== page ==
B.A.S.S./Seigo Saito

2022 Bassmaster Classic Preview: Field Warming Up to Hartwell’s Potential


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A warming trend will likely influence where and how anglers fish for the Bassmaster Classic title.

Seven years ago, Bassmaster Classic competitors struggled to launch boats that were literally frozen to trailer bunks, compliments of brutally cold winter conditions befalling Lake Hartwell. This year the 56,000-acre Savannah River reservoir will greet the field of 55 competitors with significantly warmer weather that will greatly impact the unfolding of the 2022 Academy Sports + Outdoors Bassmaster Classic presented by Huk.

The weekend prior to the March 4 start of this three-day event saw daytime highs falling into the mid to upper 50s, but they should be rising into the upper 60s to mid 70s for the tournament. This warming trend will likely bear measurable impact on the event, particularly if water temperatures rise quickly.

First, we'll take a look at the lake hosting the 52nd Bassmaster Classic, and then share some of the pertinent details as we approach Day 1.

The Playing Field

Straddling the Georgia/South Carolina border, Lake Hartwell was impounded in 1962 by its namesake dam, seven miles downstream from the confluence of the Tugaloo and Seneca Rivers, which creates the Savannah. Reaching 49 miles up the Tugaloo and 45 into the Seneca, Hartwell reaches 185 feet deep and averages 45 feet.

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Common offshore habitat features include channel swings, humps, rock piles, ledges, islands and standing timber. The shallow water game typically focuses on laydowns, stumps, and docks. Hartwell also holds a significant number of planted brush piles and the much taller "cane piles," made of anchored bamboo clusters.

Often standing up to 15-20 feet off the bottom, these structures tend to be more relevant during the warmer months when bass hunt bait schools hovering overtop. Cane piles are typically placed along favorable bass migration routes, so their lower sections may serve as stopping points for bass moving into prespawn areas.

Recent habitat restoration work by the South Carolina Department of Natural Resources has bolstered Hartwell's features with approximately 105 concrete culverts/structures, 1,300 stumps, 560 tons of broken concrete slabs, 180 tons of riprap, five tons of pea gravel, 120 PVC artificial fish attractors, 150 bamboo fish attractors, 815 trees cut/cabled from the shoreline and 1,200 maidencane plants.

The Variables

In its fourth appearance on Lake Hartwell, the Classic will hinge on a handful of variables.

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Seasonal Advancement: Warming conditions will hasten the prespawn movement and possibly ignite the shallow to mid-depth range where staging fish feed heavily. That said, the event should still see a lot of quality fish caught offshore, where late winter patterns produce competitive bags.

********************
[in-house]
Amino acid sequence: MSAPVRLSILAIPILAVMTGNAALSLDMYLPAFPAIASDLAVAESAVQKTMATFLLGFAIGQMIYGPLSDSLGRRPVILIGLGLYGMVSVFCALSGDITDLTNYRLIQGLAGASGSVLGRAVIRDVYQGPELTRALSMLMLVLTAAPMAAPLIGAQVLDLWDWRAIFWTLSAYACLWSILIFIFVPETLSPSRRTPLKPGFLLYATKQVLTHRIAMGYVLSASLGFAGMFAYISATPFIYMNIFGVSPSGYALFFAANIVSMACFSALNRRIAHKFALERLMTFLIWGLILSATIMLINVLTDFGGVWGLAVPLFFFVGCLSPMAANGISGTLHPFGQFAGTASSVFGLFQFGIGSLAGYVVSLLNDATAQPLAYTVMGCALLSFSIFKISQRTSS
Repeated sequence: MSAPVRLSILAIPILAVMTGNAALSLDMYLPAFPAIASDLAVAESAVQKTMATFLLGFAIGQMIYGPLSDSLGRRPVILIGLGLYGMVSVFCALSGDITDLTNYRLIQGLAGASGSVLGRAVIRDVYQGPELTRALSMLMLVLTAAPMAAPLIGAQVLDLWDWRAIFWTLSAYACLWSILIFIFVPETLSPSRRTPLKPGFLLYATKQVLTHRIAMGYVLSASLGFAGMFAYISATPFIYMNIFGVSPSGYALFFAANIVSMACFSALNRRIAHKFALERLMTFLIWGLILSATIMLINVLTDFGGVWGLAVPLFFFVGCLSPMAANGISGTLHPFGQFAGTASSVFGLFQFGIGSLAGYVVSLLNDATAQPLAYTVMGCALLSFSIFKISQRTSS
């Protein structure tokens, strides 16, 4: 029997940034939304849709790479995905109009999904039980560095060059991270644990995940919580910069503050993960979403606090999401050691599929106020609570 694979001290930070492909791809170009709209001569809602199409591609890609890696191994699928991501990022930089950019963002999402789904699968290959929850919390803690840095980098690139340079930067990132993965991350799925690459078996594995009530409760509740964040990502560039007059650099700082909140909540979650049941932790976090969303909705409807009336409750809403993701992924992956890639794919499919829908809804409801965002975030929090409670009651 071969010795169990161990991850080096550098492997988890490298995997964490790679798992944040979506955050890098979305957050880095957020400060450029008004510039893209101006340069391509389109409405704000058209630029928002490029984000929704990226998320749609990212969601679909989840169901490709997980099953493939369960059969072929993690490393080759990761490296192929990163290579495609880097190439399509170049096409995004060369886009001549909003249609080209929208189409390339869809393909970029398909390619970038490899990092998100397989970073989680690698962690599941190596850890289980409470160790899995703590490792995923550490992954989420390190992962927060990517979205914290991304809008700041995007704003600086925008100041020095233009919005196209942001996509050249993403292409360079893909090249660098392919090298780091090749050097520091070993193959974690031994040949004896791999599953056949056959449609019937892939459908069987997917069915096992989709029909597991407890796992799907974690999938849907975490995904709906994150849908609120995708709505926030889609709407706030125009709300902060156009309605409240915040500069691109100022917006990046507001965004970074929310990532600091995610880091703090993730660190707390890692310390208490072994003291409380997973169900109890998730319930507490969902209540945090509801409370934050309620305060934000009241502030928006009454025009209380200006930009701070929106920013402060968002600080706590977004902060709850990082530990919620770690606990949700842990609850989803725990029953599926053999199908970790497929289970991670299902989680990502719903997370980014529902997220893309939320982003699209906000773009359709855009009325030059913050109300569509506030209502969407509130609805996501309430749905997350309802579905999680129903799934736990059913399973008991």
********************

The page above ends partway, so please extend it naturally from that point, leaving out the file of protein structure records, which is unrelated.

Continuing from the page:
Species Split: Hartwell has a huge population of spotted bass, along with good numbers of largemouth. While spots may reach 3-4 pounds, anglers must weed through lots of 1- to 1 3/4-pounders to find something that reaches 2-plus.

A common strategy: catch a limit of spots and then seek a kicker largemouth. Some may target only the latter and trade quantity for quality. Generally, Hartwell competitors turn in some version of a mixed bag.

Bait Busters: Along with native forage, Hartwell has a lot of blueback herring, an anadromous species (saltwater fish that spawns in fresh) accidentally introduced during the reservoir's early years. Herring play a huge role during summer and fall, when schooling activity offers great topwater opportunities.

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While that's less common in March, many of Hartwell's bass have become almost exclusively focused on following the nomadic herring, so anytime a school surfaces or moves through an area, furious feeding could occur. The angler that capitalizes on this can boost their bag in a hurry.

Spectator Boats: It's part of the show, and competitors appreciate the applause and encouragement from the fan flotillas that follow them. However, the extra traffic can impact shallow water clarity as well as angler mobility, so this must be considered.

Tournament Format

The Classic field will represent the Bassmaster Elite Series, St. Croix Bassmaster Opens, TNT Fireworks Bassmaster B.A.S.S. Nation Series, Strike King Bassmaster College Series and the Bassmaster Team Championship. The top prize is $300,000, with each competitor guaranteed $10,000.

This year's field includes North Carolina pro Hank Cherry, Jr., who won the last two Classics at Lake Ray Roberts (2021) and Lake Guntersville (2020). With last year's victory, Cherry joined an Elite group of anglers who've notched back-to-back Classic wins. Only Rick Clunn (four total Classic titles), Kevin VanDam (four), and Jordan Lee (two) had previously achieved this.

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There will be a free kickoff party with live music, games, concessions, and fireworks from 5:00-8:00 p.m. Eastern Time on March 3 at Fluor Field in Greenville, S.C. The official competition will stretch from March 4 to 6, with takeoffs from Green Pond Landing & Event Center in Anderson, S.C. happening at 7:00 a.m. Eastern Time each day. Weigh-ins will be at the Bon Secours Wellness Arena in Greenville, starting at approximately 4:30 p.m.

The free-to-attend Bassmaster Classic Outdoors Expo will be March 4-6 at the Greenville Convention Center.

NEXT: HANK CHERRY TALKS POSSIBLE THREE-PEAT AHEAD OF 2022 BASSMASTER CLASSIC

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